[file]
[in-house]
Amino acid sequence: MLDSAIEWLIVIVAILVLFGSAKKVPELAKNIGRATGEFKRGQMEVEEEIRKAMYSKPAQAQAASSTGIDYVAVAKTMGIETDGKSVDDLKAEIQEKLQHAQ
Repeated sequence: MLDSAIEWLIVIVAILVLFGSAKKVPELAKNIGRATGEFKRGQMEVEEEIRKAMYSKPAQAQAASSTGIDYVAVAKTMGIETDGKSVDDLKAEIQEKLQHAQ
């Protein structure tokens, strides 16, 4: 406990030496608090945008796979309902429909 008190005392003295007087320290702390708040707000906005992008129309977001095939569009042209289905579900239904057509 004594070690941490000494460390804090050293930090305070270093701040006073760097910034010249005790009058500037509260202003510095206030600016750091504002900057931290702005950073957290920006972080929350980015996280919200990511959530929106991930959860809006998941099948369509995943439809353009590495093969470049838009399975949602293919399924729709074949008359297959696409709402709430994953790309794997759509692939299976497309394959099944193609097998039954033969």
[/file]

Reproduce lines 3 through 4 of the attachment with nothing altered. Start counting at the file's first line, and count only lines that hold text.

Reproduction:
Repeated sequence: MLDSAIEWLIVIVAILVLFGSAKKVPELAKNIGRATGEFKRGQMEVEEEIRKAMYSKPAQAQAASSTGIDYVAVAKTMGIETDGKSVDDLKAEIQEKLQHAQ
């Protein structure tokens, strides 16, 4: 406990030496608090945008796979309902429909 008190005392003295007087320290702390708040707000906005992008129309977001095939569009042209289905579900239904057509 004594070690941490000494460390804090050293930090305070270093701040006073760097910034010249005790009058500037509260202003510095206030600016750091504002900057931290702005950073957290920006972080929350980015996280919200990511959530929106991930959860809006998941099948369509995943439809353009590495093969470049838009399975949602293919399924729709074949008359297959696409709402709430994953790309794997759509692939299976497309394959099944193609097998039954033969």